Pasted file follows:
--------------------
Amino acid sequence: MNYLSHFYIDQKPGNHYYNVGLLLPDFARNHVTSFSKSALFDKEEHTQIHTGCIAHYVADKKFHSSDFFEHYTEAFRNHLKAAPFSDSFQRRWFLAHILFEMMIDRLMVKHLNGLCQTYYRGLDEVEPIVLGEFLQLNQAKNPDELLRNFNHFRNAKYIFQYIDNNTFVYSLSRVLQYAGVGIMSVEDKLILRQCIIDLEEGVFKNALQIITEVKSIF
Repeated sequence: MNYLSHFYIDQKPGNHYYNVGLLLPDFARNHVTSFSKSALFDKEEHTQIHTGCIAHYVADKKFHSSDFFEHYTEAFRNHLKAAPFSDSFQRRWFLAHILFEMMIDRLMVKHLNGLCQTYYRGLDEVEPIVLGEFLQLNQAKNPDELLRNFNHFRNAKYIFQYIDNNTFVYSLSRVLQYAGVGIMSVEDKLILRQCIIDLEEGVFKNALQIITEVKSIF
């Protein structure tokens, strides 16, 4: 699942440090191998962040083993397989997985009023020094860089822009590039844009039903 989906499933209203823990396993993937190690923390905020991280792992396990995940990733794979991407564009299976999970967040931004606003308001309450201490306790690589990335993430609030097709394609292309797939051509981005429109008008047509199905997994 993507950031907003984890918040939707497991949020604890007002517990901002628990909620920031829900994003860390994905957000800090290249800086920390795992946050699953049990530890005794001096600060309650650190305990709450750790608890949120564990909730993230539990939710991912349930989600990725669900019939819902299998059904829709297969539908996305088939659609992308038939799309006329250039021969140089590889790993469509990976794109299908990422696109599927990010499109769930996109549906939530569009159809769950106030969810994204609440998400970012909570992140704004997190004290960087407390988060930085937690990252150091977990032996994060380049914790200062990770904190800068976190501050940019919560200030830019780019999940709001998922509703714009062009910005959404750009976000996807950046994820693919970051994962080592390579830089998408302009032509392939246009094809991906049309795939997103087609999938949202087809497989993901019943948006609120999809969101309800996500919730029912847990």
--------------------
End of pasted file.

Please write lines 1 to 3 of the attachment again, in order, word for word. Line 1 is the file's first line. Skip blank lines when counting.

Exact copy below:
Amino acid sequence: MNYLSHFYIDQKPGNHYYNVGLLLPDFARNHVTSFSKSALFDKEEHTQIHTGCIAHYVADKKFHSSDFFEHYTEAFRNHLKAAPFSDSFQRRWFLAHILFEMMIDRLMVKHLNGLCQTYYRGLDEVEPIVLGEFLQLNQAKNPDELLRNFNHFRNAKYIFQYIDNNTFVYSLSRVLQYAGVGIMSVEDKLILRQCIIDLEEGVFKNALQIITEVKSIF
Repeated sequence: MNYLSHFYIDQKPGNHYYNVGLLLPDFARNHVTSFSKSALFDKEEHTQIHTGCIAHYVADKKFHSSDFFEHYTEAFRNHLKAAPFSDSFQRRWFLAHILFEMMIDRLMVKHLNGLCQTYYRGLDEVEPIVLGEFLQLNQAKNPDELLRNFNHFRNAKYIFQYIDNNTFVYSLSRVLQYAGVGIMSVEDKLILRQCIIDLEEGVFKNALQIITEVKSIF
């Protein structure tokens, strides 16, 4: 699942440090191998962040083993397989997985009023020094860089822009590039844009039903 989906499933209203823990396993993937190690923390905020991280792992396990995940990733794979991407564009299976999970967040931004606003308001309450201490306790690589990335993430609030097709394609292309797939051509981005429109008008047509199905997994 993507950031907003984890918040939707497991949020604890007002517990901002628990909620920031829900994003860390994905957000800090290249800086920390795992946050699953049990530890005794001096600060309650650190305990709450750790608890949120564990909730993230539990939710991912349930989600990725669900019939819902299998059904829709297969539908996305088939659609992308038939799309006329250039021969140089590889790993469509990976794109299908990422696109599927990010499109769930996109549906939530569009159809769950106030969810994204609440998400970012909570992140704004997190004290960087407390988060930085937690990252150091977990032996994060380049914790200062990770904190800068976190501050940019919560200030830019780019999940709001998922509703714009062009910005959404750009976000996807950046994820693919970051994962080592390579830089998408302009032509392939246009094809991906049309795939997103087609999938949202087809497989993901019943948006609120999809969101309800996500919730029912847990």